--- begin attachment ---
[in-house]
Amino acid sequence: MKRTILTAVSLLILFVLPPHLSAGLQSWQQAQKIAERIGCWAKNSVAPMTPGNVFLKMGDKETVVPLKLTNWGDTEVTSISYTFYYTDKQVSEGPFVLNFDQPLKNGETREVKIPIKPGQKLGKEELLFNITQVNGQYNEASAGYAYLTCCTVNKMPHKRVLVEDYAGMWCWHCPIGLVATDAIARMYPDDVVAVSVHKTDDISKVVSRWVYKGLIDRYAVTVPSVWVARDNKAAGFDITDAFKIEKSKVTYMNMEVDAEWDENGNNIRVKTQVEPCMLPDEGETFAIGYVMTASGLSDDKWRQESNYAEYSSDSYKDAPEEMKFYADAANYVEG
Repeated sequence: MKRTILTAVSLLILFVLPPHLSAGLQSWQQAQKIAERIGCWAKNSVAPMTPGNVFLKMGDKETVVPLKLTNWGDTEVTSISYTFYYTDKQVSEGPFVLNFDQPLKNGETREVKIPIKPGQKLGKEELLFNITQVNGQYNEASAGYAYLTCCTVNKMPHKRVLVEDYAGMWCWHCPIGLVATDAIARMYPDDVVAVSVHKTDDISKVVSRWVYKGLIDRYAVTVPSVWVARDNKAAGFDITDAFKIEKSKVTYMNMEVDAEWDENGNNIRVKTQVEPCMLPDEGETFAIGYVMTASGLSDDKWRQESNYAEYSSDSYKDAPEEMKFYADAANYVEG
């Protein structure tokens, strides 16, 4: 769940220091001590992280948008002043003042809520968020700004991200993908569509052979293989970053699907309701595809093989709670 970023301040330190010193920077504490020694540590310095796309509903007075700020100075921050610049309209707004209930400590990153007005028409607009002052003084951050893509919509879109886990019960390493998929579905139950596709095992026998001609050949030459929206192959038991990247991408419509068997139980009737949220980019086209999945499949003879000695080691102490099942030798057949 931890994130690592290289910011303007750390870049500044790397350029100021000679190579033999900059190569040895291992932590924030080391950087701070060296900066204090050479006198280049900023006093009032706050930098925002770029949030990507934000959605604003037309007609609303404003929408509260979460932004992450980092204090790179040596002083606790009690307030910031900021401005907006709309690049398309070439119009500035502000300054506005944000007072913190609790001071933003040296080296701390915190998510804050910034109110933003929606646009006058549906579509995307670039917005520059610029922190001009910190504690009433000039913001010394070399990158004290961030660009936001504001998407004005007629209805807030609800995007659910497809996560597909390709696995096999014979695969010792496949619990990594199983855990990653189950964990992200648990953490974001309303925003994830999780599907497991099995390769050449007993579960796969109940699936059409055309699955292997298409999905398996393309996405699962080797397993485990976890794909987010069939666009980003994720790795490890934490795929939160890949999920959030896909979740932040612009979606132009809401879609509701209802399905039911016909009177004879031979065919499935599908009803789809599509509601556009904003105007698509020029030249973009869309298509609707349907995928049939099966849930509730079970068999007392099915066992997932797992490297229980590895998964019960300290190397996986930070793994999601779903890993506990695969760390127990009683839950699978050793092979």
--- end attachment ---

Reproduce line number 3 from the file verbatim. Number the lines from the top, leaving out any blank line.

Repeated sequence: MKRTILTAVSLLILFVLPPHLSAGLQSWQQAQKIAERIGCWAKNSVAPMTPGNVFLKMGDKETVVPLKLTNWGDTEVTSISYTFYYTDKQVSEGPFVLNFDQPLKNGETREVKIPIKPGQKLGKEELLFNITQVNGQYNEASAGYAYLTCCTVNKMPHKRVLVEDYAGMWCWHCPIGLVATDAIARMYPDDVVAVSVHKTDDISKVVSRWVYKGLIDRYAVTVPSVWVARDNKAAGFDITDAFKIEKSKVTYMNMEVDAEWDENGNNIRVKTQVEPCMLPDEGETFAIGYVMTASGLSDDKWRQESNYAEYSSDSYKDAPEEMKFYADAANYVEG